One of my favorite authors has been turned into a juicebox. It looks like his heirs have taken advantage of his death by licensing his works to one of the crassest possible things. He would shudder in his grave, seeing this.
Is there anything left in this world that isn't for sale?
It's a rhetorical question, but universal truths such as faith, hope and love have long been commercialized. And now, even the idea of rallies in the mockery of a youth rally that Penshoppe held last October 14 in order to promote its clothes.
At a time when the youth and other dissidents are being hosed down at the foot of Mendiola, at a time when mass leaders are being killed right and left, I can think of no greater sacrilege.
I've just finished leafing trough the British edition of Vogue, the inch-think Bible of the so-called modern woman. And frankly, it disgusts me.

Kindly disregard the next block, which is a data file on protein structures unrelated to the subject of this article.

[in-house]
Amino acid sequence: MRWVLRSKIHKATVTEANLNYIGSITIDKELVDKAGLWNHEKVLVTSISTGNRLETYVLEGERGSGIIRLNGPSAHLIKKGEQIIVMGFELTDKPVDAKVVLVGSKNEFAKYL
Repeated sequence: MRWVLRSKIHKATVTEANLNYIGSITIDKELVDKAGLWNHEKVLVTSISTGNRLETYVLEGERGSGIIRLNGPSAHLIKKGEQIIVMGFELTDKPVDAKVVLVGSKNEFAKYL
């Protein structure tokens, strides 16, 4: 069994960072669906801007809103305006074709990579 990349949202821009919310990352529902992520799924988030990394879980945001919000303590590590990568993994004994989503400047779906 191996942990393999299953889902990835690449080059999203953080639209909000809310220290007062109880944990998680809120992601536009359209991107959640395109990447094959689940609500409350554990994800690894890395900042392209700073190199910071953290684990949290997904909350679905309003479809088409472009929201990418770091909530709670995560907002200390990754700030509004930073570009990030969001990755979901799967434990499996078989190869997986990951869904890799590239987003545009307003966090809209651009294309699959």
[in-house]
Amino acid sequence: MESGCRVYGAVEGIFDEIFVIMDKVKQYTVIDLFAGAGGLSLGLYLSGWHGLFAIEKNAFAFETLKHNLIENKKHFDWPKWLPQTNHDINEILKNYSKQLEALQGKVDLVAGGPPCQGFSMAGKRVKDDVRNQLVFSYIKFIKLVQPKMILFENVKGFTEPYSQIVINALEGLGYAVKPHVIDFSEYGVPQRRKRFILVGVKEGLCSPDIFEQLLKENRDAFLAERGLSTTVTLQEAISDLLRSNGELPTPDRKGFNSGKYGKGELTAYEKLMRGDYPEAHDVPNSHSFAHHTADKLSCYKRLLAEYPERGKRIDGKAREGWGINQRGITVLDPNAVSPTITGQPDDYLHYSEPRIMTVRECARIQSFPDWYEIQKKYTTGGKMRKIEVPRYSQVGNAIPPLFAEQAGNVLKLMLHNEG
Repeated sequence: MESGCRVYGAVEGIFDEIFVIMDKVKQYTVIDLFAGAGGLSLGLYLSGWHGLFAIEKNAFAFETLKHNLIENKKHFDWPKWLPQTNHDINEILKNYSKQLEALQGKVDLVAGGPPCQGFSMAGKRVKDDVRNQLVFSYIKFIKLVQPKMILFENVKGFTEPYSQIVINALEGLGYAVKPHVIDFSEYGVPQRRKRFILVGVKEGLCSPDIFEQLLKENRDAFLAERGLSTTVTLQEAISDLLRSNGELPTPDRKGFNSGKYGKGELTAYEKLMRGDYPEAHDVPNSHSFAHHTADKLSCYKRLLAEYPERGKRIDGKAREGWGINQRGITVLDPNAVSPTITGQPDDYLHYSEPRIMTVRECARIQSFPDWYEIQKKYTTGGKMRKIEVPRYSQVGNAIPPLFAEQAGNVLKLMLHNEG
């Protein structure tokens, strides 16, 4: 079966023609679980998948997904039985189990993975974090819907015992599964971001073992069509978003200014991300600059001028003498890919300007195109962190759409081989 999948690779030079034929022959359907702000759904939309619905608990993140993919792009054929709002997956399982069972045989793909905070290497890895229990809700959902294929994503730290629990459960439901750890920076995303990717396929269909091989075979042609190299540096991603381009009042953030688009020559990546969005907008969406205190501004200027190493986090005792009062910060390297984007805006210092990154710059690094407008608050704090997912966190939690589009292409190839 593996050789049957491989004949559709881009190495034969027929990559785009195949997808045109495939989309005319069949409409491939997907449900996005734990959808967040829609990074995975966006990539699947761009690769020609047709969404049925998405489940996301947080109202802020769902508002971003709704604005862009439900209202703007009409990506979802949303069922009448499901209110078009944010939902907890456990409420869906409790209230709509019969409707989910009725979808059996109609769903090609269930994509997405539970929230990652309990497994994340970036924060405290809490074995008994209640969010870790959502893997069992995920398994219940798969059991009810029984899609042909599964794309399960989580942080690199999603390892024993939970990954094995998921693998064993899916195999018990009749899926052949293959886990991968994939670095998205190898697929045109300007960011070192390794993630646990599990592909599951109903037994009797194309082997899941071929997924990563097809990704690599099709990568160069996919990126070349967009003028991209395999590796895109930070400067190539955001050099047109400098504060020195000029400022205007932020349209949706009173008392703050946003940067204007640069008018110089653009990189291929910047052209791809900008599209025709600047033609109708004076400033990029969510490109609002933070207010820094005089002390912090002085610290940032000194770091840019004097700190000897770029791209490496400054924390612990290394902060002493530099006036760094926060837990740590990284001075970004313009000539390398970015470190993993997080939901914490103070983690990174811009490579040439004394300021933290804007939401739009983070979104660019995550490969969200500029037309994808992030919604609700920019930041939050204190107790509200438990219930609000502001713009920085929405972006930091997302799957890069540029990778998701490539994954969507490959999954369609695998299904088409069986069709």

Everything is branded -- we are taught to dress, accessorize and primp according to a single "fashionable" standard.
All the articles, including one on luxury bathrooms, are utterly banal.
All save for one -- an article on the photographer Diane Arbus, who loved to capture freaks on camera.
She killed herself in 1972, leaving behind uncanny photographs of those whom society considered to be deviant.
This is what she wrote in 1959: "What's left after what one isn't is taken away is what one is."
I have pledged to stick to this job for at least a year, in order to prove myself, explore the possibilities for subversion within mainstream media, and for other reasons that remain unknown even to myself.
But I can't help wondering; in a year, what is going to be left of me?